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In Yosemite, Not All Are Happy Campers

September 27, 2002

Re "Don't Derail Yosemite Plan," editorial, Sept. 24: The losers in the current Yosemite Valley Plan are valley campers and their families. Camping is the only acceptable and compatible use for our national parks. Concession and lodging services are enhancements and are welcomed, but they are not to drive park policy, which is the current plan mantra. Smog in Yosemite Valley is from the San Joaquin Valley, surrounding major cities and unregulated diesel tour buses, not campers in emissions-regulated autos. The people who oversee the park and Rep. George P. Radanovich (R-Mariposa), who is slowly getting the point, know that we campers love Yosemite. It is outgoing park Supt. David Mihalic and The Times who just don't get it. Do your homework!

Brian H. Ouzounian

Santa Monica

*

Your editorial was right on target. As a native Californian and Yosemite lover since the '50s, former park technician in Yosemite, participant in the Yosemite master plan debates in the '70s and one who was married in Yosemite, I find the actions of Radanovich (and perhaps his staff) myopic at best and disastrous at worst. In Mihalic, Yosemite finally had a park superintendent who had the will and skill to move the master plan forward and, in doing so, turn Yosemite into what a national park was intended to be.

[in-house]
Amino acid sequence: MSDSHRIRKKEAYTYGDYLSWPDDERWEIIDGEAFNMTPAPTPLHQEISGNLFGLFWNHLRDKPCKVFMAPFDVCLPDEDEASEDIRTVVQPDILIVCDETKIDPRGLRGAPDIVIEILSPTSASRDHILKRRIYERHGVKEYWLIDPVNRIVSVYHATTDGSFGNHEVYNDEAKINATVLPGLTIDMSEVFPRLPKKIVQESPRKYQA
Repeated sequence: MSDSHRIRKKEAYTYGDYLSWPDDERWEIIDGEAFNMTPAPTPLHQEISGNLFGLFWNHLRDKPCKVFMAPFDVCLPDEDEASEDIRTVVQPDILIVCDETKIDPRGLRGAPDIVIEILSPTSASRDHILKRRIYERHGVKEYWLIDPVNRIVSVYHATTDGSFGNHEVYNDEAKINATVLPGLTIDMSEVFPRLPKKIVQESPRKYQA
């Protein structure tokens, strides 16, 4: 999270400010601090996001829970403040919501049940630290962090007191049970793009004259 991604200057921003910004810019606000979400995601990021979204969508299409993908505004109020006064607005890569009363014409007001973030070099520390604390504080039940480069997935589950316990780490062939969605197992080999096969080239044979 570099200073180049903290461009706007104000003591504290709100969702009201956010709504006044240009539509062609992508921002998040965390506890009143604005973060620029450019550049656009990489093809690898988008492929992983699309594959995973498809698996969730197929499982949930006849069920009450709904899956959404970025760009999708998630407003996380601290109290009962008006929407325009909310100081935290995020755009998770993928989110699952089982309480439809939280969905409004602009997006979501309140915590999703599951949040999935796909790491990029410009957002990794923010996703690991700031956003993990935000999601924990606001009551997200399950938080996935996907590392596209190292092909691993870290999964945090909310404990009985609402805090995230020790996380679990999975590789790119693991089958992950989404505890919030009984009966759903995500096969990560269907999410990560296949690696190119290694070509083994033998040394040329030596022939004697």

One of our crown jewels was becoming another Jellystone Park through the actions of a short-sighted politician who plays local politics. Radanovich's actions are so very sad for future generations who may never know Yosemite and our national parks.

James Huning

Lincolnville Beach, Maine

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Just a minute. Let's say my grandmother is in a wheelchair and her family is willing to wait for a reserved parking spot so she can see Yosemite. Most of it, anyway. I have tramped the Yosemite backcountry since 1957. Grandma ain't going to Hart Lake. John Muir's Yosemite Valley is fantasy. It's gone. But Grandma wants to see the most beautiful place on Earth. As it still is. The most aggressive features of the Yosemite plan have Grandma's family manhandling her onto a bus and looking for a rack for her wheelchair.

One more thing. No more "sport" wheels on walking paths in the valley. Confine bicycles to the leisurely road traffic and ban skateboards from walkways. I walked 50 miles into Yosemite, over the 10,500-foot Isberg Pass, over 40 years ago. I wasn't disappointed to find people there. It was as beautiful and timeless then as now. I ask The Times and its readers to advocate a plan that remembers Grandma.

Tom Sloss

Fountain Valley

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